Puig went deep again on Friday (a solo shot this time), giving him four home runs in his first five major-league games. According to Elias, only one other player since 1900 has been that prolific: Mike Jacobs, who did it in his first four games (one as a pinch hitter) when he debuted with the Mets in August 2005.

• Josh Donaldson of the Athletics extended our grand-slam parade on Friday by hitting Oakland's first one of the year and accounting for all four runs in their 4-3 victory over the White Sox.

He's the first player this season to hit a grand slam in a game in which his team only scored four runs total. And no Oakland player had done it in a win since July 15, 1990, when Felix Jose hit a first-inning slam off the Brewers' Chris Bosio. Despite not having another hit the rest of the game, those runs held up for a 4-1 victory.

Holliday's grand slam Sunday night was only the third in extra innings by a Cardinals player in the last 30 seasons. The others: by Tommy Herr and Albert Pujols, both came against the Mets.

White Sox, M's make extra-inning history

June, 5, 2013
When you go to a ballgame, you never know what’s going to happen. What started out as a pitchers’ duel in Seattle on Wednesday afternoon turned into one of the most bizarre games of the season.

The Seattle Mariners and Chicago White Sox were both scoreless through the first 13 innings, then the White Sox erupted for five runs in the top of the 14th inning and the Mariners somehow matched them with five runs in the bottom of the inning.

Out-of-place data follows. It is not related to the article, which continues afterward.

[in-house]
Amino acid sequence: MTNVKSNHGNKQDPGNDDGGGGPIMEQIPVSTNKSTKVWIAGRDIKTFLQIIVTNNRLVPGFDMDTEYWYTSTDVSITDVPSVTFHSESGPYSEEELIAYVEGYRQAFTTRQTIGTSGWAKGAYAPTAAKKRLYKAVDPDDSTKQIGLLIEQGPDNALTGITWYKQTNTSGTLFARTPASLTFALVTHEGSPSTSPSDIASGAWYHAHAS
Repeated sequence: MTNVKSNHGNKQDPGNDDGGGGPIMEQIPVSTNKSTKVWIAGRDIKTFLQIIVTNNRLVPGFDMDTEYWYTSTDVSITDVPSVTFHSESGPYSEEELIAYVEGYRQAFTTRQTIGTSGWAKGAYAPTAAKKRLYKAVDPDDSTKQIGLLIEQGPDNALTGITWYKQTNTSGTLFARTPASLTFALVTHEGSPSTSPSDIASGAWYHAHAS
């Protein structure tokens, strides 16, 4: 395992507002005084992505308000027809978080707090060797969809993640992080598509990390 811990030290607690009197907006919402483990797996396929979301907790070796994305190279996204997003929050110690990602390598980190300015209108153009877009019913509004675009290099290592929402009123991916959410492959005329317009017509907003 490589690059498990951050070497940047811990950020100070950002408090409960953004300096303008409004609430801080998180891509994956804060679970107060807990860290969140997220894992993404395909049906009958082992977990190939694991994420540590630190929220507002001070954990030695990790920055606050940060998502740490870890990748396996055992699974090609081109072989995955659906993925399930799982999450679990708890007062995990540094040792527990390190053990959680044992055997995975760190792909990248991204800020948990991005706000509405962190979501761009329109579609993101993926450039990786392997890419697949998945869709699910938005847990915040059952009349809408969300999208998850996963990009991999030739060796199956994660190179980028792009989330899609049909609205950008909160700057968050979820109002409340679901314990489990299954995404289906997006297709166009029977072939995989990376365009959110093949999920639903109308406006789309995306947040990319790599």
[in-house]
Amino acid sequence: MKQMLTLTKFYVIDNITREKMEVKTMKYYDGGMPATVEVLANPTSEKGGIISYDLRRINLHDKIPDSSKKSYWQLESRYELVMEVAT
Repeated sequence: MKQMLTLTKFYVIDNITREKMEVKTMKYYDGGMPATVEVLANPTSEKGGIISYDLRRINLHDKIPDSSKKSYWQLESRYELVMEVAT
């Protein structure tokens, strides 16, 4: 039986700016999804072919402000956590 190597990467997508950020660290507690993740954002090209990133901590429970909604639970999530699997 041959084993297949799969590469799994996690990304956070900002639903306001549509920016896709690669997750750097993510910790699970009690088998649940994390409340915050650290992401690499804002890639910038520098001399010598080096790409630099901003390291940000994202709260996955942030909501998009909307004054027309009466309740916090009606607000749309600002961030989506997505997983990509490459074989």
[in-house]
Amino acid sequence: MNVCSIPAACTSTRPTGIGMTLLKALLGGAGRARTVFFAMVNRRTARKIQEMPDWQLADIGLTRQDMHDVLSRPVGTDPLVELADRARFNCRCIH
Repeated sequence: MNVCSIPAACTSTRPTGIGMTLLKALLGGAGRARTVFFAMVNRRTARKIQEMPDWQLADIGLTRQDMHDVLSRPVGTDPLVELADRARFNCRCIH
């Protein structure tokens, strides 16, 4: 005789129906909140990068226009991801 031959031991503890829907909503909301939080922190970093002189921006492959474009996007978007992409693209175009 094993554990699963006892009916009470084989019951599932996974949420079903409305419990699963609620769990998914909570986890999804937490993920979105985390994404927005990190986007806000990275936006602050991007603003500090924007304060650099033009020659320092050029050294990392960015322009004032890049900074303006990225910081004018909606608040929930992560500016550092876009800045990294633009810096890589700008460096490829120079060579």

According to the Elias Sports Bureau, it was the first game in major-league history in which each team scored five-or-more runs in a game that was scoreless through nine innings.

Kyle Seager tied the game for the Mariners in the 14th with a dramatic two-out grand slam. Elias also tells us that Seager is the first player in major-league history with a game-tying slam in extra innings.

How unlikely was Seager’s slam? He had zero homers in 17 career bases-loaded at-bats and zero homers in 23 career extra-inning at-bats entering this game.

The pitch was an 85 MPH slider at the knees that Seager drove into the right-center field seats. Prior to that at-bat, Seager was 1-for-19 on sliders in the lower third of the zone or below this season.

Alejandro De Aza was the hero for the White Sox in the 16th inning when he hit a line drive up the middle that scored Gordon Beckham from second base. It was his first career go-ahead hit in extra innings.

De Aza’s game-winning hit was less surprising than Seager’s game-tying slam. It came on a 1-2 changeup from Hector Noesi, continuing a recent trend of two-strike success for the lefty. Since May 30, De Aza is 9-for-23 (.391) in two-strike counts; prior to that date, he was hitting .173 with two strikes.

In the end, the teams combined for 12 extra-inning runs, tying the AL record for most runs scored by both teams in extras. It had been done four times previously, according to Elias, and most recently in a 16-4 game between the Oakland Athletics and Texas Rangers on July 3, 1983 that went 15 innings.

Although the Mariners have played several games that were longer than 16 innings, there had never been a home game in Mariners history that lasted as long as this five-hour and 42-minute marathon in terms of elapsed time.

Despite the loss, at least the fans in Seattle can say they got their money’s worth for this game.